Robert De Niro took dead aim at President Donald Trump during an acceptance speech for the Film Society of Lincoln Center’s Chaplin Award in New York on Monday. After several of De Niro’s closest friends and colleagues honored him at the 44th annual Chaplin Award Gala, the iconic actor and filmmaker delivered a heartfelt speech that both paid tribute to the award’s namesake, Charlie Chaplin, while also criticizing the Trump administration for its position on issues ranging from healthcare to education to the environment.
“Everyone knows Chaplin was a great artist, but he made his movies to entertain. It was only later that they became art,” De Niro said in his speech. “I’ve been thinking about this a lot lately because of our government’s hostility towards art. The budget proposal, among its other draconian cuts to life-saving and life enhancing programs, eliminates the National Endowment for the Arts, the National Endowment for the Humanities and the Corporation for Public Broadcasting. For their own devices and political purposes, the administration suggests that the money for these all inclusive program goes to the rich, liberal elite. This is what they now call an alternative fact. I call it what it is — bullshit.”
Martin Scorsese, who has worked with De Niro on eight movies, hinted that their next collaboration, on the $100-million gangster movie “The Irishman” that Netflix acquired earlier this year, could start in as soon as “a few weeks.” There has been no official announcement about a start date for the movie, but rumors have been swirling that the film could begin shooting this summer.
De Niro also congratulated everyone in attendance who helped contribute the $1.7 million raised for the Film Society in his speech, noting that such funding for the arts supports the great body of work of directors like Martin Scorsese and Barry Levinson, the “dumbass comedies of Robert De Niro,” and the “overrated performances of Meryl Streep,” a reference to one of Trump’s tweets in which he called Streep “one of the most over-rated actresses in Hollywood” shortly after her Golden Globes speech criticizing him.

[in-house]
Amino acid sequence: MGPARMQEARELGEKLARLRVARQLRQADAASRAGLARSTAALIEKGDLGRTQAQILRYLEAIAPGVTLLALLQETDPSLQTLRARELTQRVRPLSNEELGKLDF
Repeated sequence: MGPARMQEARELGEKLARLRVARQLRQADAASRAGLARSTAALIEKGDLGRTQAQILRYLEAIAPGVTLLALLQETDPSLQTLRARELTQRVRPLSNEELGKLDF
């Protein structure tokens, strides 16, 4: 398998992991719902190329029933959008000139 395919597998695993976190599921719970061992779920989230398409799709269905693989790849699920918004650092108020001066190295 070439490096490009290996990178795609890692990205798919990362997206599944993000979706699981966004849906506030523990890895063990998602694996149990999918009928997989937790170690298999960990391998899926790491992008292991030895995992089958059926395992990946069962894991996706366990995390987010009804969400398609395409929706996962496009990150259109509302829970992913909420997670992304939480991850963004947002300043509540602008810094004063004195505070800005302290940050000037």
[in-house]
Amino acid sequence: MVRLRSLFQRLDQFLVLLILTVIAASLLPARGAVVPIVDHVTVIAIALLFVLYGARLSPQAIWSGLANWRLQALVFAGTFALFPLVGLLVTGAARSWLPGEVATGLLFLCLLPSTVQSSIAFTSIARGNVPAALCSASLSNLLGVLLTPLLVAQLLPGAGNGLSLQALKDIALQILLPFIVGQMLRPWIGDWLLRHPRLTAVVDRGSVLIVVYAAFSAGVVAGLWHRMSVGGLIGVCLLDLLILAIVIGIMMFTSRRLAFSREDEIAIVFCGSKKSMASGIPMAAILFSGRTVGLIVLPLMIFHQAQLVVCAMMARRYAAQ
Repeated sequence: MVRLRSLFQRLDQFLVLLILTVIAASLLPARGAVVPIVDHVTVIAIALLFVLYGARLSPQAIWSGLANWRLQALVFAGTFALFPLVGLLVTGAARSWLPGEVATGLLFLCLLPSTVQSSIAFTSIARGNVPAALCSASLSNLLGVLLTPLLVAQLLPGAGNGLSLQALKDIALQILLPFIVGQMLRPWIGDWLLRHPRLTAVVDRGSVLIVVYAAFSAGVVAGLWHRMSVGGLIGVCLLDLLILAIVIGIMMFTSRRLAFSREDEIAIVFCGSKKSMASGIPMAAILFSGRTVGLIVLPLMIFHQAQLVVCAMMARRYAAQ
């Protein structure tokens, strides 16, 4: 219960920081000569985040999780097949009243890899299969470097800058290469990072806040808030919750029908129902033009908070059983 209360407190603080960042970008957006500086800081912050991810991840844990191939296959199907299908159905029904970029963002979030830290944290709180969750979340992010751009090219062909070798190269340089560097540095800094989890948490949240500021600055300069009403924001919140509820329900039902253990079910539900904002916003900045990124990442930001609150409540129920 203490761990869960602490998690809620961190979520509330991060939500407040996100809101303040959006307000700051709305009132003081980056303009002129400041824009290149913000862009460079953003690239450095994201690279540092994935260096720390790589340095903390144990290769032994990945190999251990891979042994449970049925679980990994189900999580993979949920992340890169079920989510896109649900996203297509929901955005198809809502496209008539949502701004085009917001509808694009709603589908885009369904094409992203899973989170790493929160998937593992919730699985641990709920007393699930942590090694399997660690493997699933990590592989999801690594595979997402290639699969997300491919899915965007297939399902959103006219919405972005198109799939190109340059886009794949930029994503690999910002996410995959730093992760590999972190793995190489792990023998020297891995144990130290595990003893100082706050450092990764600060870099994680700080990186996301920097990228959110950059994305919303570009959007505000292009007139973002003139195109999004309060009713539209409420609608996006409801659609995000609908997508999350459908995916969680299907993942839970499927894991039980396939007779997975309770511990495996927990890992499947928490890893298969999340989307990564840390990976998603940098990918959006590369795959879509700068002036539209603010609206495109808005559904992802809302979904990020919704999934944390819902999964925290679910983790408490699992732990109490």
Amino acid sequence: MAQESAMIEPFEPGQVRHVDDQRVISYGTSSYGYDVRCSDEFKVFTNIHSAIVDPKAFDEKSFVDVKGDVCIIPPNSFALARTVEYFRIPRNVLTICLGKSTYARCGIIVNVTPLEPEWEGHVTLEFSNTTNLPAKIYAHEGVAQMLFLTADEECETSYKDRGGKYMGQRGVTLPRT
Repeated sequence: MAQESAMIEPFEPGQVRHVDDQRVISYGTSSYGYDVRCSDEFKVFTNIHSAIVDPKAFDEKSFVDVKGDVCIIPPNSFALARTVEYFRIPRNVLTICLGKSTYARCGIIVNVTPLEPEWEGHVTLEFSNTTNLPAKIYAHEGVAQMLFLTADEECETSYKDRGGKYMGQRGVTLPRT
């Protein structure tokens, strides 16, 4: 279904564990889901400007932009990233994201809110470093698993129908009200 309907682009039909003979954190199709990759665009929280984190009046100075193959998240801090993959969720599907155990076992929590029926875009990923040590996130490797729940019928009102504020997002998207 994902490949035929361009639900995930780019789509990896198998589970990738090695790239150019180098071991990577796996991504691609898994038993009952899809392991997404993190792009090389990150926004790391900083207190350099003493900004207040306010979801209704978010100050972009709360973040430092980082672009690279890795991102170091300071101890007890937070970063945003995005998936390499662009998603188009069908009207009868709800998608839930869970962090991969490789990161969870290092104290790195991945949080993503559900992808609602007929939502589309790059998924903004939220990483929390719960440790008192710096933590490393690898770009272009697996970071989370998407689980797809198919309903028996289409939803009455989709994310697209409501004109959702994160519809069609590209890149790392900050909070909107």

“The administration’s mean-spiritedness towards our art and entertainment is an expression of their mean-spirited attitude about people who want that art and entertainment, people who also want and deserve decent wages, a fair tax system, a safe environment, education for their children and healthcare for all,” De Niro said. “All of us in film — directors, actors, writers, crews, audiences — owe a debt to Charlie Chaplin, an immigrant who probably wouldn’t pass today’s extreme vetting. I hope we’re not keeping out the next Chaplin.”
Here’s what some of De Niro’s many collaborators had to say about him before he received his award.
“I’m here to talk about funny De Niro. His incredible renaissance as a comedic star, which was kicked off by his brilliant turn in ‘Analyze This’ continued on with “Meet the Parents” and then finally came to a screeching halt with ‘Little Fockers.’ Working with him has been one of the highlights of my life, and getting to know him as a friend is something I never dreamed would happen, and he’s assured me it won’t. But really honestly the truth is that he’s an incredibly intimidating person, but he’s also one of the sweetest, most loyal people that I’ve ever met.”
“Robert De Niro is often asked how he does what he does. What’s his process? What is the source of his working genius in discovering and delivering some of the most indelible characters in our film history? His answer is remarkably consistent.” Streep then did her best impression of a number of classic De Niro facial expressions and gestures, without saying anything.
“He doesn’t want to explain himself and he shouldn’t have to because his work really does speak for itself,” she said, adding that seeing De Niro act in two of his early movies convinced her that she had found a mentor for the rest of her life. “I thought…I’m just going to watch everything this guy does and I’m going to follow him, because he knows something profound about what it is that we do, and if I just follow his lead I will learn something, and I have — I have learned from you my whole life.”
“He’s been able to do things that most actors just pray for…When he and Craig [Hatkoff] and Jane [Rosenthal] created the Tribeca Film Festival he did it because that’s what he does. He saw something that needed to happen. He saw an area that was devastated and instead of running he said ‘No, we’ve got to do something.’ So he gathered up a bunch of folks, including myself, and put together something that has endured and become truly a mainstay in New York City.”
“When we did ‘Mean Streets’ in 1972 we were in L.A. shooting the film and Bob suggested in rehearsal that there be a scene that was added with him and Harvey Keitel that would kind of set the tone for their relationship, and I thought it was a great idea. As we were doing the scene I sensed there was something really extraordinary going on with them, and sure enough, in the editing of the film it crystalized. It was a perfect set up for the whole film and the culture and the people. We went off, came back together on ‘Taxi Driver,’ and by that time when he had suggestions, every now and then he’d come up to me and say ‘I’ve got this idea. It’s a little off, it’s a little crazy’ and I’d say, ‘Don’t tell me. Let’s just shoot it.’ And invariably when he played out these ideas in front of the camera, of course I loved it, and watching him, I became the audience.”